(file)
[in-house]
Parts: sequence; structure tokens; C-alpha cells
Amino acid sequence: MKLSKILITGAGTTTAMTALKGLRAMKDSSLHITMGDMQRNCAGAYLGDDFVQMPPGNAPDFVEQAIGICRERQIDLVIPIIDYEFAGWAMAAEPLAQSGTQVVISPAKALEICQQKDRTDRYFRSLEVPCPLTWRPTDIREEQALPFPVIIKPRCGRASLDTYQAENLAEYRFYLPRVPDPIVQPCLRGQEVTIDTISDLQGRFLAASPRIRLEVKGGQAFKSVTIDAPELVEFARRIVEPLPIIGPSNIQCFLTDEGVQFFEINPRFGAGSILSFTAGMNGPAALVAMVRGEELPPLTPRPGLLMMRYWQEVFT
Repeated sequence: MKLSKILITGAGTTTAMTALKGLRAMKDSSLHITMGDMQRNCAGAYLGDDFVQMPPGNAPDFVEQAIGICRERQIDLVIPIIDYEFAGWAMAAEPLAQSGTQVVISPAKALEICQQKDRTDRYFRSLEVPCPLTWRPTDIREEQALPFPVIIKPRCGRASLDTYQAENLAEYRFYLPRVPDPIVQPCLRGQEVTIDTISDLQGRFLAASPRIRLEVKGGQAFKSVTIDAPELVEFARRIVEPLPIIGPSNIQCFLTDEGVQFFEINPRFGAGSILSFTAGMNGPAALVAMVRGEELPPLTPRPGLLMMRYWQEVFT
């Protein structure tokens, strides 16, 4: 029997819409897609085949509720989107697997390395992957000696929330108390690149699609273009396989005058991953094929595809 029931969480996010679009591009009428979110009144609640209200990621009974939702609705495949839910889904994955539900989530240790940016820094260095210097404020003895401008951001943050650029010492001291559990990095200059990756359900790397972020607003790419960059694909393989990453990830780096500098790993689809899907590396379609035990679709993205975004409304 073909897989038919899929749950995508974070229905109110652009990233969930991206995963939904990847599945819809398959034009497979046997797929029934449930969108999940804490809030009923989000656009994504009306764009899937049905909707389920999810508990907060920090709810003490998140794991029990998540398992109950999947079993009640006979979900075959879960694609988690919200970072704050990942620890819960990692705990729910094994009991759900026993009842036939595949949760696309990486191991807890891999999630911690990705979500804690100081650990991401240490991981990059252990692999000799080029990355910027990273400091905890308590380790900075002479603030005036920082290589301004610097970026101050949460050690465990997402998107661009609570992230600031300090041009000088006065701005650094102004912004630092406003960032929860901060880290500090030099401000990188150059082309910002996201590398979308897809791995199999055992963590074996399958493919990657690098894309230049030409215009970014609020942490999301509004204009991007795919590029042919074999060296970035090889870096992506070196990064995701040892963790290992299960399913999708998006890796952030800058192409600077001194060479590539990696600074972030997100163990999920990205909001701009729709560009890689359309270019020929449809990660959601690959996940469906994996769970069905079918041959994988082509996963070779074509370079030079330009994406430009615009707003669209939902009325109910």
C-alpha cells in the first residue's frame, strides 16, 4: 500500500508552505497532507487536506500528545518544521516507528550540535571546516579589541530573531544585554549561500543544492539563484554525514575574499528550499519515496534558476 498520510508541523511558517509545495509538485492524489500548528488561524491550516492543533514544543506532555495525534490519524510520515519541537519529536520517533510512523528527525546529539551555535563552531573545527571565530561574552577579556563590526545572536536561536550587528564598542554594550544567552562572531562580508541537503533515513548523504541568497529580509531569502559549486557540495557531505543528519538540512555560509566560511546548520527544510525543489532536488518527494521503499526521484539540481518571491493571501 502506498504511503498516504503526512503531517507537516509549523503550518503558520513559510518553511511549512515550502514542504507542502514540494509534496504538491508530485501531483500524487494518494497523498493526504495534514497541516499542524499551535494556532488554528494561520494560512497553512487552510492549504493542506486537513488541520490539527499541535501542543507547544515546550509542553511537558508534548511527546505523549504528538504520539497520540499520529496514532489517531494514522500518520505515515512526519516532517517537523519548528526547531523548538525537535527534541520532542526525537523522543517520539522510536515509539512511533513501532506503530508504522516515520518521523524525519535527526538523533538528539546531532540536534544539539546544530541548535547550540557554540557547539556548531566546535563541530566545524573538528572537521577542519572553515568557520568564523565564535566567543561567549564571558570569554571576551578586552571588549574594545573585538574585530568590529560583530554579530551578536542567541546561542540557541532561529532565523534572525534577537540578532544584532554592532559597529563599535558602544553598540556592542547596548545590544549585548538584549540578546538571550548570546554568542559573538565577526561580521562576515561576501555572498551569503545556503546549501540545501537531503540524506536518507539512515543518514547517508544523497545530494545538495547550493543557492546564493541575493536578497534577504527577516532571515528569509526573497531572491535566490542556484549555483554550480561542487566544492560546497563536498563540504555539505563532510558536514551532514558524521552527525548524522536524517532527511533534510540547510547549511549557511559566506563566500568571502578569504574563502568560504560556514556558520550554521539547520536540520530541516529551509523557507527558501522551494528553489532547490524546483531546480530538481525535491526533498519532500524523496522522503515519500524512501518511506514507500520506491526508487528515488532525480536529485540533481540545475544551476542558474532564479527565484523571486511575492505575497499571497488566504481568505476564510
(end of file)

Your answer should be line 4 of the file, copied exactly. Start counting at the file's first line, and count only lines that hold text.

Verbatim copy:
Repeated sequence: MKLSKILITGAGTTTAMTALKGLRAMKDSSLHITMGDMQRNCAGAYLGDDFVQMPPGNAPDFVEQAIGICRERQIDLVIPIIDYEFAGWAMAAEPLAQSGTQVVISPAKALEICQQKDRTDRYFRSLEVPCPLTWRPTDIREEQALPFPVIIKPRCGRASLDTYQAENLAEYRFYLPRVPDPIVQPCLRGQEVTIDTISDLQGRFLAASPRIRLEVKGGQAFKSVTIDAPELVEFARRIVEPLPIIGPSNIQCFLTDEGVQFFEINPRFGAGSILSFTAGMNGPAALVAMVRGEELPPLTPRPGLLMMRYWQEVFT